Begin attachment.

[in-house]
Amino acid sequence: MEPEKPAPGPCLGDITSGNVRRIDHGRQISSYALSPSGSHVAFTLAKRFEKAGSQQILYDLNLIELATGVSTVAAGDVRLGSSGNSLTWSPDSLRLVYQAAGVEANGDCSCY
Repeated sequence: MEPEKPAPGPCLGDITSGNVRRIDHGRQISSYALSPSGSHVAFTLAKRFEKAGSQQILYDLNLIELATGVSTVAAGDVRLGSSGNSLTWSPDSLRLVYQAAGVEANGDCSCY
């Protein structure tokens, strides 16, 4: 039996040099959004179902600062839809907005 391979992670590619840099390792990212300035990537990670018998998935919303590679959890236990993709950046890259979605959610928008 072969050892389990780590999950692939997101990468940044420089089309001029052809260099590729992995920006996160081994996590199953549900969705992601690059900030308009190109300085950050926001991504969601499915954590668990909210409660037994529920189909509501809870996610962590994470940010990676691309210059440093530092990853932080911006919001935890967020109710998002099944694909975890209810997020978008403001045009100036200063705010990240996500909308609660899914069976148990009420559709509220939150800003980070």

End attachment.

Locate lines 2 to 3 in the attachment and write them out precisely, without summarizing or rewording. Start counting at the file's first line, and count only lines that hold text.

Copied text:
Amino acid sequence: MEPEKPAPGPCLGDITSGNVRRIDHGRQISSYALSPSGSHVAFTLAKRFEKAGSQQILYDLNLIELATGVSTVAAGDVRLGSSGNSLTWSPDSLRLVYQAAGVEANGDCSCY
Repeated sequence: MEPEKPAPGPCLGDITSGNVRRIDHGRQISSYALSPSGSHVAFTLAKRFEKAGSQQILYDLNLIELATGVSTVAAGDVRLGSSGNSLTWSPDSLRLVYQAAGVEANGDCSCY